theAs a mom-in-the-making, you may have thought about breastfeeding. But you're not really sure if you want to, especially after you talked to one of your friends who told you how she is still restricting her diet or how she is having to pump her breasts at her job to make sure she can keep her supply going and so the baby has enough while she's working. Or your own mother reminds you that you were bottle fed, and she thinks you turned out pretty well (whether you agree with her or not).

So why bother? That question might be best answered by another set. Why do the American Academy of Pediatrics, American Academy of Family Physicians,          (formerly known as the American Dietetic Association) and the World Health Organization and UNICEF not only recommend breastfeeding, but doing so exclusively for 6 months? And why would the US Department of Health and Human Services actually set goals for breastfeeding in their Healthy People campaigns?


A whole host of immune factors cross from moms to their breastfed babies, enhancing their ability to fight infection. The dense first milk, or colostrum, is loaded with antibodies, enzymes, and the mothers' own cells that boost the  babies' otherwise vulnerable immune system. The mothers' cells seem to be particularly important because they continue to form and provide these protective proteins.

Additionally probiotics pass to the babies. As you know, these favorable bacteria and yeasts populate the babies' intestinal tract and help to prevent infections. But you may not know the true importance of that those first colonies. They stay for the rest of the babies' lives. They are almost indestructible.

When an individual gets an infection later or when antibiotics are given for that infection, the intestinal  flora (the term for the bacterial and other species that inhabit the intestine) is temporarily changed, but gradually this population returns to what was introduced shortly after birth. How? Breastmilk also supplies the food for the flora, so that the flora becomes so strongly entrenched that it remains there forever.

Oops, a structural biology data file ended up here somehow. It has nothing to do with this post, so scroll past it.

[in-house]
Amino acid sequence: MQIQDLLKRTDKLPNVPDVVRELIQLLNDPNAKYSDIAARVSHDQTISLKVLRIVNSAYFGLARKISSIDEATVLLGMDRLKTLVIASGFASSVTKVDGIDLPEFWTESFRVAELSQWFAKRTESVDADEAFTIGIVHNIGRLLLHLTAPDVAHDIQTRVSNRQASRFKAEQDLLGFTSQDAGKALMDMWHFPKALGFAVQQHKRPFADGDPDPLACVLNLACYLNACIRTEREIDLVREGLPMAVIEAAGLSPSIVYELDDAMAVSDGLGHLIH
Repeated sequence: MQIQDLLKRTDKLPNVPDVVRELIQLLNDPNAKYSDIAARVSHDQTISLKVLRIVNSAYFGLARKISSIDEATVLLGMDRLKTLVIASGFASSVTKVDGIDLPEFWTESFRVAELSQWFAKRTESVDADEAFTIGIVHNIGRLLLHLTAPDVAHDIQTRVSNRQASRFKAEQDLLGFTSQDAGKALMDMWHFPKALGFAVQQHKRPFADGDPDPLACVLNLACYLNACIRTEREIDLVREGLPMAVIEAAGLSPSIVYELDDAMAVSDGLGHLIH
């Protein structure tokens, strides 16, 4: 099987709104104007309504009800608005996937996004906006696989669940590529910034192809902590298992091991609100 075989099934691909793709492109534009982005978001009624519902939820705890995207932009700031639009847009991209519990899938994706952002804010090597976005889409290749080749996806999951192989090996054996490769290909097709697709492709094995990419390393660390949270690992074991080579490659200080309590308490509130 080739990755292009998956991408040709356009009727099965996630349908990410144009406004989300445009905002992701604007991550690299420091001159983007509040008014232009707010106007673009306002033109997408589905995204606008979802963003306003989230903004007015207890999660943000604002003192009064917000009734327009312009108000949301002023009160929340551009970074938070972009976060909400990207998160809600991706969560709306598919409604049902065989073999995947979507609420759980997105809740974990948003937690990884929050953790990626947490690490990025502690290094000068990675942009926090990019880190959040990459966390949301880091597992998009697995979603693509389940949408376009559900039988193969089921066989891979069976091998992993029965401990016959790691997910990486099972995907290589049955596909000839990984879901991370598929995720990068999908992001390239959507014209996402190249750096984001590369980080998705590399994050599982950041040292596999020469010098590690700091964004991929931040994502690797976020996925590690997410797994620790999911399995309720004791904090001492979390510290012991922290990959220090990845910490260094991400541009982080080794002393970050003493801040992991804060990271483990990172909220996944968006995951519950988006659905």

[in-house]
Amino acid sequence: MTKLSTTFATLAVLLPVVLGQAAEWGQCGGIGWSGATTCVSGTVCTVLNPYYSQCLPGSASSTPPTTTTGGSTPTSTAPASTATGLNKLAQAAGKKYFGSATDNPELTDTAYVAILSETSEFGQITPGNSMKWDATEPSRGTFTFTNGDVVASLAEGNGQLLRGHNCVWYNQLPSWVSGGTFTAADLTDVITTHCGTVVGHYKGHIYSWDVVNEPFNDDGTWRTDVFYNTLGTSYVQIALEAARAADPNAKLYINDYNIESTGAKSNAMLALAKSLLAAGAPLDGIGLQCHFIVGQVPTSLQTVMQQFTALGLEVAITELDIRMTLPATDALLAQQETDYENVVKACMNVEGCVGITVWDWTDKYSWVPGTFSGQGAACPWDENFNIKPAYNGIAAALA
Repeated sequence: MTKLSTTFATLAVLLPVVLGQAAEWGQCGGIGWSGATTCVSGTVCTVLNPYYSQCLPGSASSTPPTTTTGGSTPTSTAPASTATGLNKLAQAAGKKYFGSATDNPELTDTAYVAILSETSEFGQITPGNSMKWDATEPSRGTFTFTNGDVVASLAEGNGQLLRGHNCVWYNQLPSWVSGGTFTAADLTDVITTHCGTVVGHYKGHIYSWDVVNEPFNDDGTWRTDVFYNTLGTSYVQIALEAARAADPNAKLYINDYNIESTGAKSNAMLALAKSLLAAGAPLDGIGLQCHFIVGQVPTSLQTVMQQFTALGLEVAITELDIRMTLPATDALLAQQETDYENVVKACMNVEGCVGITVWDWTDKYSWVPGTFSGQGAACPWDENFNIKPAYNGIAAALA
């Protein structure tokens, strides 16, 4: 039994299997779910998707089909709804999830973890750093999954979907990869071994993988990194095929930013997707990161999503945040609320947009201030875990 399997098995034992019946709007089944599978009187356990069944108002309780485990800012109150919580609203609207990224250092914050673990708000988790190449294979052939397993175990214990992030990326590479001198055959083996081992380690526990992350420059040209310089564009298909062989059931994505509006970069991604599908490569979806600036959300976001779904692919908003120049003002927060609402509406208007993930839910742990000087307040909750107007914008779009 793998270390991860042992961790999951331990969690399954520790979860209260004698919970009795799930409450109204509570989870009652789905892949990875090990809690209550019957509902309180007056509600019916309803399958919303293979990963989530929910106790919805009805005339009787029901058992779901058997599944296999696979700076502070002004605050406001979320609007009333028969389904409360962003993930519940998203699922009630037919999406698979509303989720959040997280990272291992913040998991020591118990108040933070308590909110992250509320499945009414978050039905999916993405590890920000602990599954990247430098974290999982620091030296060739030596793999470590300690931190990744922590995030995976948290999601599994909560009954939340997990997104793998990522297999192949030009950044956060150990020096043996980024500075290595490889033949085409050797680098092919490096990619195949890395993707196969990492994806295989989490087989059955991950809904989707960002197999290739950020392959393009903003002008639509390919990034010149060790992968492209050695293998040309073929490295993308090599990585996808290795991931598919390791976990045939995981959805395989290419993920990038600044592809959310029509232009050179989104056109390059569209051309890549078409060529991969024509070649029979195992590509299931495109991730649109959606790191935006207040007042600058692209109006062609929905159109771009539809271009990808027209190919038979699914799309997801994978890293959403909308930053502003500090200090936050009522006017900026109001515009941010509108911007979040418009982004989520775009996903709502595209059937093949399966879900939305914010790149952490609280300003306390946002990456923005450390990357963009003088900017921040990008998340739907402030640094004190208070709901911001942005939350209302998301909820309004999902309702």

All of these protective factors work incredibly well together. They decrease the frequency of respiratory infections (including ear infections) and diarrheal diseases, lessening doctor's visits and parents' missed work. Importantly, the potential for more severe illnesses, like bacterial meningitis, is also decreased; and necrotizing enterocolitis, is also reduced in vulnerable premature infants.

Babies who are breastfed also have less Sudden Infant Death Syndrome (SIDS) and less gastroesophageal reflux as well. We're not sure the reasons, but the results are clear and obviously significant.


The amazing part, at least to me, is that breastfeeding for just a few months actually conveys ptoective benefits far beyond infancy (see the table). Those who were breastfed in infancy have less chance of becoming obese adults with less diabetes as well. Even before that they have fewer allergies, asthma, and childhood cancers; and later, they have less osteoporosis and vision defects.

And as I detail in What to Feed Your Baby, breastfeeding enhances brain and nerve development with breastfed infants having higher average IQs--not just in infancy but on into adulthood. And more recent research documented on other posting in this blog, show that the longer an infant is breastfed, the higher the IQ goes up (1 point for every month of breastfeeding).

Advantages of Breastfeeding for the Baby


Short-term/Immediate   Benefits


Long-term Benefits


Decreased incidence of   infections such as


Decreased risk of developing


-            diabetes


-            asthma


-            childhood cancers


-            rheumatoid arthritis


-            osteoporosis


-            vision defects


-            obesity


-            diarrheal disease


-            influenza


-            necrotizing enterocolitis (NEC)


-            herpes simplex


-            respiratory synctial virus (RSV)


-            ear infections


-            respiratory infections (i.e., bronchitis)


-            bacterial meningitis


Decreased incidence of illnesses   such as


Enhanced development and   intelligence:


sudden infant death syndrome   (SIDS)


gastroesophageal reflux (GER)


multiple sclerosis


higher IQ


cognitive and social development


Protection from allergies


Improved dental health


Source: Bailey Koch, RD, CSP, www.nutrition4kids.com.


in essence, breastmilk is very nutritious, very beneficial brain food. Optimizing a baby's growth, improving his or her immune function, with the benefits continuing into adulthood. No wonder it's the gold standard that all the milk-based formulas try to mimic.